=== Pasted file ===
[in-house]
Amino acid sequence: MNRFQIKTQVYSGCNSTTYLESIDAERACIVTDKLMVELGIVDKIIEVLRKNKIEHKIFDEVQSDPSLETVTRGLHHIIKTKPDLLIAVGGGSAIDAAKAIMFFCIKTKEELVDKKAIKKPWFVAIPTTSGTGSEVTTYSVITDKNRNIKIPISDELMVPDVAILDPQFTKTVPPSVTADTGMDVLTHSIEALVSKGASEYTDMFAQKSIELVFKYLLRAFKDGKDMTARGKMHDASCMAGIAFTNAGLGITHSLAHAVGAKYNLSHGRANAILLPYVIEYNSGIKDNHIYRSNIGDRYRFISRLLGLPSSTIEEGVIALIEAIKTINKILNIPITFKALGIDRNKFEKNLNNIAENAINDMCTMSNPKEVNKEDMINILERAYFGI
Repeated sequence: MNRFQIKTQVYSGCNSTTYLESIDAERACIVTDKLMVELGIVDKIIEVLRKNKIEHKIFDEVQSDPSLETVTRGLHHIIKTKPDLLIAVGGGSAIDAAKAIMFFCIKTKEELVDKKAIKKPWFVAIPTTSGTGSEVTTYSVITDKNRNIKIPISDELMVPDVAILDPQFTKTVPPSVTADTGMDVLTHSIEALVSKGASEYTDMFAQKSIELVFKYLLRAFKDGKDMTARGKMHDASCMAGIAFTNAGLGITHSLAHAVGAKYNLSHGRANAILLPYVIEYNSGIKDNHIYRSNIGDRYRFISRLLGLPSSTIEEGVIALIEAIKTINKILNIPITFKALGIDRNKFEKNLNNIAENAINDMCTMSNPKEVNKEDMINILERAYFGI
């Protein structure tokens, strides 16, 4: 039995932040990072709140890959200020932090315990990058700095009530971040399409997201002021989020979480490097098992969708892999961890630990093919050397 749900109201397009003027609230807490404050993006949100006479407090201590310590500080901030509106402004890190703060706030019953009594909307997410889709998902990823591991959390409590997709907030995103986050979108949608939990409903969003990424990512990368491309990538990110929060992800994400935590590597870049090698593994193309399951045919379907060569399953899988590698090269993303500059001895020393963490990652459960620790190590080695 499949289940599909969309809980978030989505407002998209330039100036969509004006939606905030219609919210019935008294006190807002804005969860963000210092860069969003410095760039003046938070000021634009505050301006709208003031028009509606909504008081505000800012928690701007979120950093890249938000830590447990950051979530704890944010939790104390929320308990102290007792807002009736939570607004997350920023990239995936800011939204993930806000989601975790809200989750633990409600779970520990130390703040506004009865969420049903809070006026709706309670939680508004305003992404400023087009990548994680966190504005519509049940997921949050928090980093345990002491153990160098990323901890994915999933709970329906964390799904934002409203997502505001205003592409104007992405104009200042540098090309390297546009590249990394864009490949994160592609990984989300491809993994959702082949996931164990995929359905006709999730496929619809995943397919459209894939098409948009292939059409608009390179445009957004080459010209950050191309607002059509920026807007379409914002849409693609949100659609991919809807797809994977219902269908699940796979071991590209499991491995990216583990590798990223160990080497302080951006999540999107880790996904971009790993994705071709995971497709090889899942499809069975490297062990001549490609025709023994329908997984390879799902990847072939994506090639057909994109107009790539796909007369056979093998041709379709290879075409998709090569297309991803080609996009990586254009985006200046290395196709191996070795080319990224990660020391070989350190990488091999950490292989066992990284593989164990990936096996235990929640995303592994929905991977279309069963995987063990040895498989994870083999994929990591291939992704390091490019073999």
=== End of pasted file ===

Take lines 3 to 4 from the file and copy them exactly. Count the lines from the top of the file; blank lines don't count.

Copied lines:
Repeated sequence: MNRFQIKTQVYSGCNSTTYLESIDAERACIVTDKLMVELGIVDKIIEVLRKNKIEHKIFDEVQSDPSLETVTRGLHHIIKTKPDLLIAVGGGSAIDAAKAIMFFCIKTKEELVDKKAIKKPWFVAIPTTSGTGSEVTTYSVITDKNRNIKIPISDELMVPDVAILDPQFTKTVPPSVTADTGMDVLTHSIEALVSKGASEYTDMFAQKSIELVFKYLLRAFKDGKDMTARGKMHDASCMAGIAFTNAGLGITHSLAHAVGAKYNLSHGRANAILLPYVIEYNSGIKDNHIYRSNIGDRYRFISRLLGLPSSTIEEGVIALIEAIKTINKILNIPITFKALGIDRNKFEKNLNNIAENAINDMCTMSNPKEVNKEDMINILERAYFGI
């Protein structure tokens, strides 16, 4: 039995932040990072709140890959200020932090315990990058700095009530971040399409997201002021989020979480490097098992969708892999961890630990093919050397 749900109201397009003027609230807490404050993006949100006479407090201590310590500080901030509106402004890190703060706030019953009594909307997410889709998902990823591991959390409590997709907030995103986050979108949608939990409903969003990424990512990368491309990538990110929060992800994400935590590597870049090698593994193309399951045919379907060569399953899988590698090269993303500059001895020393963490990652459960620790190590080695 499949289940599909969309809980978030989505407002998209330039100036969509004006939606905030219609919210019935008294006190807002804005969860963000210092860069969003410095760039003046938070000021634009505050301006709208003031028009509606909504008081505000800012928690701007979120950093890249938000830590447990950051979530704890944010939790104390929320308990102290007792807002009736939570607004997350920023990239995936800011939204993930806000989601975790809200989750633990409600779970520990130390703040506004009865969420049903809070006026709706309670939680508004305003992404400023087009990548994680966190504005519509049940997921949050928090980093345990002491153990160098990323901890994915999933709970329906964390799904934002409203997502505001205003592409104007992405104009200042540098090309390297546009590249990394864009490949994160592609990984989300491809993994959702082949996931164990995929359905006709999730496929619809995943397919459209894939098409948009292939059409608009390179445009957004080459010209950050191309607002059509920026807007379409914002849409693609949100659609991919809807797809994977219902269908699940796979071991590209499991491995990216583990590798990223160990080497302080951006999540999107880790996904971009790993994705071709995971497709090889899942499809069975490297062990001549490609025709023994329908997984390879799902990847072939994506090639057909994109107009790539796909007369056979093998041709379709290879075409998709090569297309991803080609996009990586254009985006200046290395196709191996070795080319990224990660020391070989350190990488091999950490292989066992990284593989164990990936096996235990929640995303592994929905991977279309069963995987063990040895498989994870083999994929990591291939992704390091490019073999």